The single biggest advancement in fly fishing gear over the last few decades is the tippet. The breaking strength, per diameter, of both fluorocarbon and nylon tippets is far stronger than what all of us were using in the last century. The 5X tippet that we tie to the eye of an Adams or a Pheasant Tail today is now twice as strong. And damn, that’s nice.
The super-strength of modern tippet materials has given the angler a micro-thin option that can handle some of the largest trout in the river. Sometimes, choosing the smallest diameter in your pack is the best choice — but not always. It’s important to understand the limitations of extra-thin tippets, beyond the obvious factor of breaking strength. Because, while the thin stuff might help some aspects of your game, it may also be holding you back . . .
What’s the Problem?
Why not choose the thinnest tippet available for the strength we require? That seems to make sense, right? Because, other than the breaking strength, what’s the downside of using thinner tippets?
Bottom line: thin tippets can become a crutch. They’re so helpful in getting good drifts, that an angler may learn to rely on the tippet and forget about improving the tactics.
What are we fighting for?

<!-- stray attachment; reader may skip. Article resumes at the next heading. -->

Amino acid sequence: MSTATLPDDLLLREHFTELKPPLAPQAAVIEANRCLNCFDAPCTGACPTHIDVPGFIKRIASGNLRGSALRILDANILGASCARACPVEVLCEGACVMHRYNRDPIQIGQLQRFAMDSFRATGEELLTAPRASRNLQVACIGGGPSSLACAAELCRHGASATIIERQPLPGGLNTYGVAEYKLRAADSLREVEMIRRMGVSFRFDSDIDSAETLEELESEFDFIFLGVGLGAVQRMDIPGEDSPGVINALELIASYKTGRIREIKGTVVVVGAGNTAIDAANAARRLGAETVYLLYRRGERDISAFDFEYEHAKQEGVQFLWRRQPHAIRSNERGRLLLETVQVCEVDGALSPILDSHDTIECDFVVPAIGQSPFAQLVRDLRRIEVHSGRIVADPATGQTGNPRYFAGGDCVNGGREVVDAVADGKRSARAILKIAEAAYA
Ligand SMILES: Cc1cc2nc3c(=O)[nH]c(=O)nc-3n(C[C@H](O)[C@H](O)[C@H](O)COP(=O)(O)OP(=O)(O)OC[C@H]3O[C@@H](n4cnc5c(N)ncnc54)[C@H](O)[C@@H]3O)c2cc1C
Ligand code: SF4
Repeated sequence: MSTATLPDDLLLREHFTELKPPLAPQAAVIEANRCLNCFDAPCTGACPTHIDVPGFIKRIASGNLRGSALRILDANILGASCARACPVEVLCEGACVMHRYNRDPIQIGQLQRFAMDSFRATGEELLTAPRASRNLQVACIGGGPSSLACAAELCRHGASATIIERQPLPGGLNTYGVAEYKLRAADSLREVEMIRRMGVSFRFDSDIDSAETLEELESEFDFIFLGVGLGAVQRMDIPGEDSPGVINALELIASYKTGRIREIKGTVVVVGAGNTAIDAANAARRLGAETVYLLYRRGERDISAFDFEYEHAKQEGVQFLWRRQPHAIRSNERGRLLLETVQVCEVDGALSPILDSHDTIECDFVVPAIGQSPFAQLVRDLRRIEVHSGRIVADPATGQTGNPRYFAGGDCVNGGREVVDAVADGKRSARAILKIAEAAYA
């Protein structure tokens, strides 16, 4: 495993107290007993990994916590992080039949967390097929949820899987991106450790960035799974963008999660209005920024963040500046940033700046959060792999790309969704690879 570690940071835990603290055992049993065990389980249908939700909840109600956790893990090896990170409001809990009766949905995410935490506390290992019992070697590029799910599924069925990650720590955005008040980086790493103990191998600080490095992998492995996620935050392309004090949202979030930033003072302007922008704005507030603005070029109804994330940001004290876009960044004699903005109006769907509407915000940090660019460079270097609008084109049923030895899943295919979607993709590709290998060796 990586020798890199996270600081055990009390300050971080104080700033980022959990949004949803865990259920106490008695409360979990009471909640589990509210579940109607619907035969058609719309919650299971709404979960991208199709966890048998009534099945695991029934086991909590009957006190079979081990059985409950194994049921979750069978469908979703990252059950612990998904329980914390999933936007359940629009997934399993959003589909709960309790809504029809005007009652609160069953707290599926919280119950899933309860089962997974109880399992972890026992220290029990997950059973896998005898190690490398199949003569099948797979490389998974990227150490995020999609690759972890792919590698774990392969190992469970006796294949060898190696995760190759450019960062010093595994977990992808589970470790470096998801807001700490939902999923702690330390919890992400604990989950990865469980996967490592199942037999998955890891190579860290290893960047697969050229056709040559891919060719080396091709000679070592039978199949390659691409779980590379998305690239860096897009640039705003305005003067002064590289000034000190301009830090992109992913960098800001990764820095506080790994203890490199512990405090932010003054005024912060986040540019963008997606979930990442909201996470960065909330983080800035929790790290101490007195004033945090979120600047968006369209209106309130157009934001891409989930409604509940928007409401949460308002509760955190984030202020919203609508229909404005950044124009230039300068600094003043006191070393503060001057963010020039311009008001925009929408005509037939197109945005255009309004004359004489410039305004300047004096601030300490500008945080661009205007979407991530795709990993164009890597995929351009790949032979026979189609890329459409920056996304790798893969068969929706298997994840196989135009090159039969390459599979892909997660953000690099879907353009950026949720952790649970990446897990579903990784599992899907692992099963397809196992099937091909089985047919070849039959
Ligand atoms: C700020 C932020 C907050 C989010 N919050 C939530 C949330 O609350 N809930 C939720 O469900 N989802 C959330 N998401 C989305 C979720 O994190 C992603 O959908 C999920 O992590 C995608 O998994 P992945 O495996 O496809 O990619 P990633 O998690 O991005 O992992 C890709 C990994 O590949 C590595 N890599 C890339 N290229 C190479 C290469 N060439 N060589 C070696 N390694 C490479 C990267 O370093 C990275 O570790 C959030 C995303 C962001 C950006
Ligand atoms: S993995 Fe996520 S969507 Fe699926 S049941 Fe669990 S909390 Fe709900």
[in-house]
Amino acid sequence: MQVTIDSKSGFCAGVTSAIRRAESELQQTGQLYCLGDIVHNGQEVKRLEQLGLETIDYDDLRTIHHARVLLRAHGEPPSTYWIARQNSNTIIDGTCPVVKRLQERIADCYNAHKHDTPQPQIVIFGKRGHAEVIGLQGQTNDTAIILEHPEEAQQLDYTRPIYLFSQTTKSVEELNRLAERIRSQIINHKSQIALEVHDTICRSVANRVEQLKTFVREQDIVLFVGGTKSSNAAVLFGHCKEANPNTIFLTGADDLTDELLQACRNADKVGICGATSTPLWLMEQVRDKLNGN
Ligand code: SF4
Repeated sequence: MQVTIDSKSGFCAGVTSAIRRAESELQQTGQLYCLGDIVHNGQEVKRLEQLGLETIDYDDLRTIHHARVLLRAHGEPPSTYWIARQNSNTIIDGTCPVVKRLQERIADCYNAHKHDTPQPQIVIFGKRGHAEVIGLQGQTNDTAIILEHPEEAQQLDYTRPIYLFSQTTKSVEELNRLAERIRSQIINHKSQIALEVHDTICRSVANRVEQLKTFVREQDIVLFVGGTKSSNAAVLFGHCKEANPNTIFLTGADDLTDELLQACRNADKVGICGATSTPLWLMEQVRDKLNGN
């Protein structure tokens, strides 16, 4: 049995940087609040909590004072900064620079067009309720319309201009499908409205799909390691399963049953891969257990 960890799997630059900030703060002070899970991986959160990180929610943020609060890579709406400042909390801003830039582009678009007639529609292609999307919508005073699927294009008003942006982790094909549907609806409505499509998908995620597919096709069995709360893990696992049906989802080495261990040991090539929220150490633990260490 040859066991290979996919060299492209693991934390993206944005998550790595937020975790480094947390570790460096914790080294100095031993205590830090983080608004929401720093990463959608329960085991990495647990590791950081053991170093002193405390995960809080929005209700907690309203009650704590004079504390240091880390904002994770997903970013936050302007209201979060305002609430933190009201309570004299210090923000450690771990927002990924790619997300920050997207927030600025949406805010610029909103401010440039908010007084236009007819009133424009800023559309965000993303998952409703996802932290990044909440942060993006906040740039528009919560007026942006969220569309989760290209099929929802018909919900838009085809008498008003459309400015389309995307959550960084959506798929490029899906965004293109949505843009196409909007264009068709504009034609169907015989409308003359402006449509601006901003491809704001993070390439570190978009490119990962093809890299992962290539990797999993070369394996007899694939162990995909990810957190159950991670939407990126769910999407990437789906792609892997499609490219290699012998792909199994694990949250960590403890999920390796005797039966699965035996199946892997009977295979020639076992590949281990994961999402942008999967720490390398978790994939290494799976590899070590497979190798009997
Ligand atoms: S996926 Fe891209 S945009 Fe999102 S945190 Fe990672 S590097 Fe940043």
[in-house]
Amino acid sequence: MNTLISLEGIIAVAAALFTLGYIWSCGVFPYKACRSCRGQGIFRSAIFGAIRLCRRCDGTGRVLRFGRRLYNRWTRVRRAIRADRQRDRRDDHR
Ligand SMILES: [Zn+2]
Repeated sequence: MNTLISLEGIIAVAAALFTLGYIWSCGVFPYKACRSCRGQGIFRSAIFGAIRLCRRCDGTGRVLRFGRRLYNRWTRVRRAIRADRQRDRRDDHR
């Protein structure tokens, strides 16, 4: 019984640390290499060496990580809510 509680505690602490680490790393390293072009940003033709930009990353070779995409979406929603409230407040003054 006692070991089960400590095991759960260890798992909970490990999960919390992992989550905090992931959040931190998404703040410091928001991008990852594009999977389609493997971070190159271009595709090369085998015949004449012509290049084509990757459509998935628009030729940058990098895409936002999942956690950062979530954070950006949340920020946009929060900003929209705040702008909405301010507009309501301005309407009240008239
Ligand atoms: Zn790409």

Set aside streamer techniques for a moment, and let’s focus on the smaller flies.
Up top, we want our dry fly to dead drift on the surface. And to achieve that, we lend the fly some slack in the form of s-curves. Our best method for dumping those s-curves on the water is the stop and drop.
Or . . . you can tie on some super skinny tippet and allow the undersized nylon to pile up — because it isn’t quite strong enough to turn over the fly.
That’s actually a viable option. And it’s exceedingly common these days, because it works. But the better tactic for creating the necessary slack on a dry fly is the stop and drop, the crash cast or a variety of aerial mends. These allow the angler more accuracy of presentation with extra options. And while these techniques are indeed more difficult, the result of hard work is more trout to the net.